The solutions to their bungled attempts at grief come from outside perspectives. Iris gets her initial idea to use the Citizen from Cecile, who is taking on more metahuman pro bono cases to help those falsely accused of crimes in Frost’s honor. This is good, but Iris learns the wrong lesson from it; using the Citizen is the right idea, but a simple obituary is not something that would make Frost happy. Through a visit from Frost’s “mother,” Carla Tannhauser, Iris realizes that Frost would prefer Iris to use her death to help others, so she sets up a podcast episode with interviews with people Frost saved, and she creates her own little pay-it-forward movement. Through Blaine’s drunken ramblings, Chester and Allegra stop arguing over nonsense and put their heads together to make Frost’s memorial meaningful by using her old clothes instead of her costume. Barry stops trying to be a hero and acts as Caitlin’s friend, helping Frost’s wishes for her sister be realized rather than her silly bucket list. And, through Barry, Caitlin finds the strength to face her sister’s death (or so we think).
The unifying theme among all these tributes is that they have to do with honoring the dead by living your own life as best you can, helping others instead of dwelling on your loss. And that’s a fine message; the thing is, it’s expected, having been done to death elsewhere, and while the execution isn’t necessarily bad – in some places, it’s quite good – it still feels old hat. We can see it coming a mile away, so as we watch “Funeral for a Friend,” we’re already on that page, waiting for Barry and the others to get there too. In the meantime, there isn’t a lot of fun stuff, no resolution to the villain’s antics outside of a Central City Citizen headline. That’s fair enough, and I don’t mind a slower episode here and there (although I would have preferred to either see them take down Blockbuster or for them to have shown it at the top of next week’s episode), but this one feels like it’s going through the expected TV motions. That’s what makes the stinger at the end so refreshing; not only was Caitlin pretending to accept Frost’s death, she attended the funeral – and gave the eulogy – solely to acquire the necessary components for an experiment to bring Frost back to life. Unlike the grieving this week, there are a lot of ways this can play out, and I hope they do something unexpected with it.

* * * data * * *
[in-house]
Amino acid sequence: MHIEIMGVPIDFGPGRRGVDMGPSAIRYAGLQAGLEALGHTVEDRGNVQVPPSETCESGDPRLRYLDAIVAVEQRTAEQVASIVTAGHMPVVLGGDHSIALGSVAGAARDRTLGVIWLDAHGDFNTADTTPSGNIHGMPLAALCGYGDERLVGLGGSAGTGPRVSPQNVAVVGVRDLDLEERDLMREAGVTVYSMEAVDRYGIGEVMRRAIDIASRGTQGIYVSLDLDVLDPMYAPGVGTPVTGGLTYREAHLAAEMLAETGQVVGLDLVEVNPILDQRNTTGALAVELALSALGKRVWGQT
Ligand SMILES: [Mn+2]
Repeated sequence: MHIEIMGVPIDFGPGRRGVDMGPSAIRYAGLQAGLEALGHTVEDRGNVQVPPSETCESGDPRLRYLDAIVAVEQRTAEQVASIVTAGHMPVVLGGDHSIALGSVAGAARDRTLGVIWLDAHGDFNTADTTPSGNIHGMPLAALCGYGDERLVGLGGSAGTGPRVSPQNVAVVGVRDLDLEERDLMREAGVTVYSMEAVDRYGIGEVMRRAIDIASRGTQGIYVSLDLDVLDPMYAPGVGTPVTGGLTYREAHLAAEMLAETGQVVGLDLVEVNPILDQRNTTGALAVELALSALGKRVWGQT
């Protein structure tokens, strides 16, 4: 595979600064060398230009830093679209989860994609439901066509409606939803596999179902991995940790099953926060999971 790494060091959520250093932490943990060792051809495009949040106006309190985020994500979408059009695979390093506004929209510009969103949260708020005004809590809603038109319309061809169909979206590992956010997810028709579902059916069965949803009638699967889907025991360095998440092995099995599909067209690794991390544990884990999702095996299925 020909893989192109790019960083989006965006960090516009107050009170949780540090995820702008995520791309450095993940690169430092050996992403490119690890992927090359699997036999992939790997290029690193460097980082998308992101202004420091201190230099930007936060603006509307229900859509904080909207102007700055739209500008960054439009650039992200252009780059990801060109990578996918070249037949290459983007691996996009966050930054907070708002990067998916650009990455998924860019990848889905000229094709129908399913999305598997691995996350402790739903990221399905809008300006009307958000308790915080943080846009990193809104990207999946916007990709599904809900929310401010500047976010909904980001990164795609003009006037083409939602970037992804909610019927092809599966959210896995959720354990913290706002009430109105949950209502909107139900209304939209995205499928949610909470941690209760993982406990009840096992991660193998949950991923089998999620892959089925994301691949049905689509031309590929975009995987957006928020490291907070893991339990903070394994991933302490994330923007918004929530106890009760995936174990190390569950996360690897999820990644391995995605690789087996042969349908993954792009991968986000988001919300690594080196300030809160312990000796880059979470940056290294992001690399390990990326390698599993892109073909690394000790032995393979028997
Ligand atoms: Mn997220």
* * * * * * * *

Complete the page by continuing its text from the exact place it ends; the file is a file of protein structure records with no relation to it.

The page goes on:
The minutia of “Funeral for a Friend” is hit and miss. Like her freezing at a crosswalk, Iris’ heart-to-heart with Carla feels wrong. Has this woman said more than three words to Iris in the entire series before this? Why would she seek out someone she barely knows to check on her? It would have made more sense if Iris sought out Carla to get her opinion on the obituary rather than vice versa. And Chester and Allegra are unbearable once again, especially her sniping at everything he says. (I have to admit to laughing at a couple of his comebacks, though. “Well, then, call me ‘hummus.’”) Blaine vacillates between his more likable self from last week and the old, intolerably corny version of himself. I liked seeing him tell Chester and Allegra that they’re fighting because they care about each other the way he and Frost did – but then, of course, the most infuriating non-couple in fiction don’t get the message and continue to be total besties. I also enjoyed seeing Blaine and Barry help each other grieve properly, putting aside their childish early methods and remembering what made Frost special. (By the way, take a look at some of the items Barry crosses off the bucket list; one is “Swing dance with Judd Nelson.” We need this scene, CW.) Blockbuster isn’t exactly a classic villain, although Chester making a Blockbuster Video reference was appreciated. I was also glad they brought back Iris’ disappearing acts in the end (not to mention that office rivalry between Allegra and Taylor); I was wondering how her “condition” just disappeared all of a sudden. This one is fine; nothing special, but nothing to sneeze at either.